All the financial projections of the Cost of Services Study anticipated capital improvements, increases in operating expenditures, and growth in the population served as described in the plans.

The Cost of Services Study has recommended that the City establish utility rates for a three year period. This will enable the City to take a long range perspective in the operation of the utilities and improve planning and scheduling of the anticipated capital improvements.

The recommendations of the final report are based upon certain parameters and assumptions, such as population growth rate and changing regulations. Therefore, it will be imperative for City staff to monitor several parameters and regularly assess the potential future impacts of these parameters. These parameters include 1) population served by water and wastewater systems including growth rate from previous years; 2) actual water demands, including annual average and peak-day demands; 3) actual wastewater flow rates, including annual average, peak-month, and peak hour; 4) actual wastewater treatment plant loading, including biochemical oxygen demand and total suspended solids; 5) status of any new or planned future major users; 6) impacts of new regulations and potential impacts of anticipated future regulations; and 7) financial status of the Water Utility Fund and Wastewater Utility Fund.

Based on the evaluation of the above parameters, the City will regularly need to identify growth that has occurred, re-assess the required timing for upcoming expansion and upgrade projects, and re-visit the current and planned three-year cycles for rate adjustments. The Capital Improvements Plan should then be adjusted accordingly. Based on that adjustment, the City will need to examine its water and wastewater rates to ensure that they are appropriate for the current Capital Improvements Plan. The rates can then be adjusted either up or down, if desired by the City Commission.

The Capital Improvements Plan that has been approved for the Utilities Department is based on the "Lower Impact Scenarios." Although the "Conservation Scenario" is recommended by the Cost Service Study, the two scenarios are identical for the very near term and begin to slowly deviate from each other after the next few years. Therefore, the City has the opportunity to consider incorporating the CIP element of the "Conservation Scenario" should the Commission desire to do so in the future.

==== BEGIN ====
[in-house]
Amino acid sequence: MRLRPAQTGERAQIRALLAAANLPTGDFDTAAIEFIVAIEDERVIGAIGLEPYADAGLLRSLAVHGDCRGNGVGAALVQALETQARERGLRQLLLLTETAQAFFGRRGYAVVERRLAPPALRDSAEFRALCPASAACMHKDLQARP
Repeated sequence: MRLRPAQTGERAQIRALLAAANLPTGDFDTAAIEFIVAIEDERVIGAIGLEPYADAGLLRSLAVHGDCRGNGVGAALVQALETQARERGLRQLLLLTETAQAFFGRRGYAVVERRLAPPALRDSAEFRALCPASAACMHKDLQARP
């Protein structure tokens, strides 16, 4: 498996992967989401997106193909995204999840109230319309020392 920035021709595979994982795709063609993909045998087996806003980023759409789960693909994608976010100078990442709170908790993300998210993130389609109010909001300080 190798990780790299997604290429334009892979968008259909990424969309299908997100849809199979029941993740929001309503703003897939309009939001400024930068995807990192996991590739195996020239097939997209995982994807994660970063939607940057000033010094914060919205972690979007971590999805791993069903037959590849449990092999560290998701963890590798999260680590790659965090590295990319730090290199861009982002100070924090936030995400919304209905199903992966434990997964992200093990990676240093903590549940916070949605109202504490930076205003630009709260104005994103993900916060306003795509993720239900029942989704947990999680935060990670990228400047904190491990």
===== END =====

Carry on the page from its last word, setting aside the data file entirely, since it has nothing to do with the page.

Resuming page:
The Cost of Services Study has recommended that connection fees for both water and wastewater be increased to more accurately reflect the actual costs associated with providing the necessary infrastructure to make these services available to the public. If connection fees are increased, then the needed water and wastewater rate increases could be correspondingly adjusted downward.

Future Policy Direction Decisions

At the start of the project, a Policy Making Workshop was held with the City Commission, City Staff and consultant team with the objective of gathering input from the City Commission on policy issues that would influence the project. Additionally, throughout the course of the project, potential policy issues were raised at City Commission Work Sessions and Public Advisory Team meetings. The final reports have identified and examined those issues, listed related options, and made recommendations.

Based upon the final reports, there are numerous policy issues which the City Commission may want to look at in the near future. Some of those issues include: determining whether the City should become a regional water service provider, setting rates for outside customers, determining whether to fund utility capital improvements through "pay-as-you-go" financing, debt financing, or a combination of the two methods, deciding whether to provide additional water and wastewater capacity to give the City the ability to handle future industry, determining the level of water conservation which is appropriate for the City to undertake to reduce water usage, and setting a water rate structure which is most appropriate for the City.

City Administration recommends that the policy issues identified in the final reports be discussed in more detail with the City Commission at a future Work Session. Following the Work Session, City Administration will prepare recommendations on those issues for City Commission approval at a legislative meeting.

Final Reports

The final reports for the Water and Wastewater Facilities Plans and Cost of Services Study position the City to accommodate anticipated future regulations, population growth within the City and adjacent areas, maintain reliable treatment systems, and optimize operations in an efficient and cost effective manner. Therefore, City Administration recommends that the City Commission accept the final reports.